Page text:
responded by telling her again how much we loved her and wanted her
back in our family.
    I left that session feeling weak and told myself to accept that
this was not the day her heart would bring her home.
    Ten months later a miracle happened. My daughter, who was still
married, phoned, crying and asked for help with making decisions
because of an unplanned pregnancy. She asked us to fly down to visit
her the next weekend.
    The reconciliation was not what we had expected. Perhaps we
expected music playing and banners waving. But it was much more simple
than that. She simply threw her arms around us both and started
talking as if nothing had ever happened. To this day, four months
later, she has never mentioned or acknowledged the missing four years
of our lives. But she has spoken to us of our "unconditional love" and
how glad she is to have a family once again.
    I found out later that it was her new psychologist who had advised
our daughter to come home. All of our efforts and perseverance had not
been in vain.
    I would like to express to the Foundation our most sincere thanks
for the support, ideas, information and comfort you have given us
during this most difficult time. May God bless all of you who work for
the Foundation To all its members and other suffering parents, I wish
you peace and success as you continue in your journey to fight for
justice and the children you love.
                                                         A Mom and Dad

*                           N O T I C E S                            *
*                                                                    *
*                         PSYCHOLOGY ASTRAY:                         *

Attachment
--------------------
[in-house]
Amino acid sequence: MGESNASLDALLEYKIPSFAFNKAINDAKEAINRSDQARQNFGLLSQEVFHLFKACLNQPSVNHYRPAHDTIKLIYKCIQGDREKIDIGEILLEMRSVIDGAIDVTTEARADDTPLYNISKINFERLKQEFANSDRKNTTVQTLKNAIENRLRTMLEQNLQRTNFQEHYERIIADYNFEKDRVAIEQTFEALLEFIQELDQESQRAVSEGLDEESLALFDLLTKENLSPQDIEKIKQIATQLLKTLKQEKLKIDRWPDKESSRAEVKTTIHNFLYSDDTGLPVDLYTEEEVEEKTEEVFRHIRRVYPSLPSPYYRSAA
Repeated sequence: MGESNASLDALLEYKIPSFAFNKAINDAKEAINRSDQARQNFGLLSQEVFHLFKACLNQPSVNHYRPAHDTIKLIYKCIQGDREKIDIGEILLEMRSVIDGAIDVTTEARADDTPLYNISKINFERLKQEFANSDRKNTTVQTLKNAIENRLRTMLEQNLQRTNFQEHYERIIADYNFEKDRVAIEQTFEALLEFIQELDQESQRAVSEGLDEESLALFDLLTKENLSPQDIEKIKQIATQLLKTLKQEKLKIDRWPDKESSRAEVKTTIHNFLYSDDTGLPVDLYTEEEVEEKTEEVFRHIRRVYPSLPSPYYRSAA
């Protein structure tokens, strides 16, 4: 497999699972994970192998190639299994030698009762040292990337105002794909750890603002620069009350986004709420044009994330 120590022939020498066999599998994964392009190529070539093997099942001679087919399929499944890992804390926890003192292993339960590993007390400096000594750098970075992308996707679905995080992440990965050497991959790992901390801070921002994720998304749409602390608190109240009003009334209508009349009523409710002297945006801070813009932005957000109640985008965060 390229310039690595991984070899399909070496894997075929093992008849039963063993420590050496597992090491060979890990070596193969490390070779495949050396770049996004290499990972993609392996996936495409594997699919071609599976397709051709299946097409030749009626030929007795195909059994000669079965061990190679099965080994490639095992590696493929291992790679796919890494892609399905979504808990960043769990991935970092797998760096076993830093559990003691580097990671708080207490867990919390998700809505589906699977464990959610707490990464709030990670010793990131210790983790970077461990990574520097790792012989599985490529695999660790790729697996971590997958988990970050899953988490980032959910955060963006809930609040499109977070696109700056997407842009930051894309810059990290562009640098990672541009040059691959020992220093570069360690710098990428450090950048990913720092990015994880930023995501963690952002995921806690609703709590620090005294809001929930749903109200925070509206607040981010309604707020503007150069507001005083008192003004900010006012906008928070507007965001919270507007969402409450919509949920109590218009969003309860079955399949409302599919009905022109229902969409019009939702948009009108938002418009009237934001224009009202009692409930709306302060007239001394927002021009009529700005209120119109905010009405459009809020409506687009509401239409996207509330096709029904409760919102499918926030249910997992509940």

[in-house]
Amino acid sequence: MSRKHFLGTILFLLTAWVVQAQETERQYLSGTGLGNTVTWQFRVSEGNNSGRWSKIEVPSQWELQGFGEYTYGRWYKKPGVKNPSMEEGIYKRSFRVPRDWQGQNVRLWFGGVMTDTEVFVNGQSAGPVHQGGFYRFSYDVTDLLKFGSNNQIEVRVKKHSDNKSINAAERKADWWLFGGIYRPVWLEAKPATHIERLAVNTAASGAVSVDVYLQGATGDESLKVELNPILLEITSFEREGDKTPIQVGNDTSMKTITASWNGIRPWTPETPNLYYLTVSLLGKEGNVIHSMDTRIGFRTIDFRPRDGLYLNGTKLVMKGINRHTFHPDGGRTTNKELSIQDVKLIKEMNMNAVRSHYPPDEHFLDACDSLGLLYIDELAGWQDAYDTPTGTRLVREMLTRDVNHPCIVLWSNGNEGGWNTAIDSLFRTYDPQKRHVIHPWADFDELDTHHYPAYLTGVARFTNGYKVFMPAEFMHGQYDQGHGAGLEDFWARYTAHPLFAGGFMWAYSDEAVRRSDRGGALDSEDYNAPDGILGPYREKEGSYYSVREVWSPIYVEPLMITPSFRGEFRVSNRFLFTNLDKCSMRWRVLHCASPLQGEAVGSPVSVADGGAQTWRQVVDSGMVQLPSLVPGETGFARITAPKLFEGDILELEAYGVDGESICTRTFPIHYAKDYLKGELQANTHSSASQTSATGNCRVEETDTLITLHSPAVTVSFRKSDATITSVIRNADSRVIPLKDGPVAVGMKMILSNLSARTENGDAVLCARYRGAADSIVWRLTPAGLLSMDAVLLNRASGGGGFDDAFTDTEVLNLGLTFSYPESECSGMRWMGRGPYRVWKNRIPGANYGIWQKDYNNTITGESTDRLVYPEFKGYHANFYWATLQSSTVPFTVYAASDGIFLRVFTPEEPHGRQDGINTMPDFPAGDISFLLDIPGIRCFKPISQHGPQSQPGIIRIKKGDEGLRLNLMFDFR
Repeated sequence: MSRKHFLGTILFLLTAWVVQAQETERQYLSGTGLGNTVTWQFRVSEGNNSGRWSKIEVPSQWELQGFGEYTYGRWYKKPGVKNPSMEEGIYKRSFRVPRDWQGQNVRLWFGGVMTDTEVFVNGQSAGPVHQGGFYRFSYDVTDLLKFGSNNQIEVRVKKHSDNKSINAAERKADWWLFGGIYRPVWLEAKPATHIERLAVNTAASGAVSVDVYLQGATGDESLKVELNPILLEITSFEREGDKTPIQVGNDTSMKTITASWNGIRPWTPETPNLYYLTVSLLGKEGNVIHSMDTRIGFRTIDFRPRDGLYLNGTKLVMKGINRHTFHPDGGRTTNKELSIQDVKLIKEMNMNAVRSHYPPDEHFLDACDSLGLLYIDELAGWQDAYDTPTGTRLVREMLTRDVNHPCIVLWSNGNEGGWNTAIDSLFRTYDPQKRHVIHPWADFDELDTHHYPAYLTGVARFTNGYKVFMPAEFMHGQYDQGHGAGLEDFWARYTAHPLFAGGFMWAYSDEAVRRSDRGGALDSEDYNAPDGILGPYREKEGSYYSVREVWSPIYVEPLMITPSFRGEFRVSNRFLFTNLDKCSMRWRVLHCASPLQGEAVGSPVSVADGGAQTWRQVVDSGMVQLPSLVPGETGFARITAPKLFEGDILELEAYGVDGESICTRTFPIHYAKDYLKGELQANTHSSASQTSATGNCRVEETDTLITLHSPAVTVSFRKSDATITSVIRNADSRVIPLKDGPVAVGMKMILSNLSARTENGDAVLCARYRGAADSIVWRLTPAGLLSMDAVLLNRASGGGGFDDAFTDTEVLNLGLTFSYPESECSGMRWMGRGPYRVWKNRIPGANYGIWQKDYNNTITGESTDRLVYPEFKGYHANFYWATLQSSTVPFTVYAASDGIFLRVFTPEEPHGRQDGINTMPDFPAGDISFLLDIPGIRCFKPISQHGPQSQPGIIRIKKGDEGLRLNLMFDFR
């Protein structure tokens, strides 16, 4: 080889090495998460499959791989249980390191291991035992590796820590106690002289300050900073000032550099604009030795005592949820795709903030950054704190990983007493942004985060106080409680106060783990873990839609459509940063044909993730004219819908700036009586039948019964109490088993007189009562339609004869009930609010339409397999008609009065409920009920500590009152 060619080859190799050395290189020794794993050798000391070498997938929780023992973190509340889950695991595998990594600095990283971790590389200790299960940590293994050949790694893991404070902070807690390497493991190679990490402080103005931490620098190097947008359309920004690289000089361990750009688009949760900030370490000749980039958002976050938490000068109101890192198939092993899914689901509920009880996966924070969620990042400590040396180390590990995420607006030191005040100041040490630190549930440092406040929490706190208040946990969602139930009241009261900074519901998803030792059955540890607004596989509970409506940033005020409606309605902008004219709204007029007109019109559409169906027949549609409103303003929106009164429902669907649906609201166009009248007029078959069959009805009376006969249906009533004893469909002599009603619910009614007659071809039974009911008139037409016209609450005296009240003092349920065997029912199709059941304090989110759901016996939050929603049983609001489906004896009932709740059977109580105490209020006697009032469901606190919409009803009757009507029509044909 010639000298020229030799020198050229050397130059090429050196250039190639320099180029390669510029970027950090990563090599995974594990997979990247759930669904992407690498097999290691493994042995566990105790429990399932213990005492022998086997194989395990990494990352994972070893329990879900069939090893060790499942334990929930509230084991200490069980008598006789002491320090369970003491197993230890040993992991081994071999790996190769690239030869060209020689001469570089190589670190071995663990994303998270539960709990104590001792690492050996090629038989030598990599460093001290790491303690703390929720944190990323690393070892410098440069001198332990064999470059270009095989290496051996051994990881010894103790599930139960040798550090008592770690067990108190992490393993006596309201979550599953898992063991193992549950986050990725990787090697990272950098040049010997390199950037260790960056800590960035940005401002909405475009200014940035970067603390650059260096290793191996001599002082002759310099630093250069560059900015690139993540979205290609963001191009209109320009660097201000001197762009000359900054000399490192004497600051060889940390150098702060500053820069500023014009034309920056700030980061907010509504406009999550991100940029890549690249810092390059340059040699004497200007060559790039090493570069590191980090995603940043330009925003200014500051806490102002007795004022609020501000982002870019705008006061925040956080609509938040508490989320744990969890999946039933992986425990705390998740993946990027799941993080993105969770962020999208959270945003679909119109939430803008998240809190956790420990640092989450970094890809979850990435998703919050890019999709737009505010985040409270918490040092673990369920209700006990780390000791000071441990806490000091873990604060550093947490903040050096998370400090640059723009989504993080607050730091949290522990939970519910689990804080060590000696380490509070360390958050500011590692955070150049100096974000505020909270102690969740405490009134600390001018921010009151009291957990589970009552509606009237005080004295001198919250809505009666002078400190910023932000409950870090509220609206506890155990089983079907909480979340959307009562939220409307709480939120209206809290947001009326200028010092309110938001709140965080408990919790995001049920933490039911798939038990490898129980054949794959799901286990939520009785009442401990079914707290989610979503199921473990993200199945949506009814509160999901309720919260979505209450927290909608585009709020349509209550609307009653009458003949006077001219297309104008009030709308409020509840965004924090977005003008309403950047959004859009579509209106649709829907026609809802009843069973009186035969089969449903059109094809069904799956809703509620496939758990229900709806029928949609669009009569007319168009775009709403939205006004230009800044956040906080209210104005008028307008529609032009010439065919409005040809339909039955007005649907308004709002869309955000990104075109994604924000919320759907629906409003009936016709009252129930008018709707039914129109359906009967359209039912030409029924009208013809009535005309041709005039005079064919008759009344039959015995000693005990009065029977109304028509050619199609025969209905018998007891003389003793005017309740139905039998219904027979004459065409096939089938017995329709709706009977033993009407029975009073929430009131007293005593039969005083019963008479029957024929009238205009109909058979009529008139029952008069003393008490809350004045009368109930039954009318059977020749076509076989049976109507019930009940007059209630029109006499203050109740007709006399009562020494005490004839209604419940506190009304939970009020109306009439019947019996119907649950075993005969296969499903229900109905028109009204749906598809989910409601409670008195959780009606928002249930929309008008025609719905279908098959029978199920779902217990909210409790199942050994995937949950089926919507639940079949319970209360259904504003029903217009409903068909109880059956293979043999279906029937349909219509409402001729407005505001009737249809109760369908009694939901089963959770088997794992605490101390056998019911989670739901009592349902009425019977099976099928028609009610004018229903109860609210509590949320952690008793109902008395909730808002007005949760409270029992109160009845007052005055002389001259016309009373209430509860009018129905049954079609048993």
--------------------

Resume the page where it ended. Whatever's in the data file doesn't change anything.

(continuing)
*                   by Harrison G. Pope, Jr., M.D.                   *
*                            Upton Books                             *
*                                                                    *
* This is an indispensable guide for any person who wants or needs   *
* to understand the research claims about recovered memories. A      *
* review by Stuart Sutherland in the prestigious Nature magazine     *
* (July 17, 1997) says that the book is a "model of clear thinking   *
* and clear exposition."  The book is an outgrowth of the "Focus on  *
* Science" columns that have appeared in this newsletter.            *
*                                                                    *
*                           THE ACCUSATION                           *
*              Published by Author, Charles Patrinellis              *
*                    8/2000, Online Price: $5.00                     *
*                                                                    *
* This is a story about a family's destruction as a result of a      *
* therapist treating a teen-age girl for an eating disorder. The     *
* therapist believes the child is ill because her father sexually    *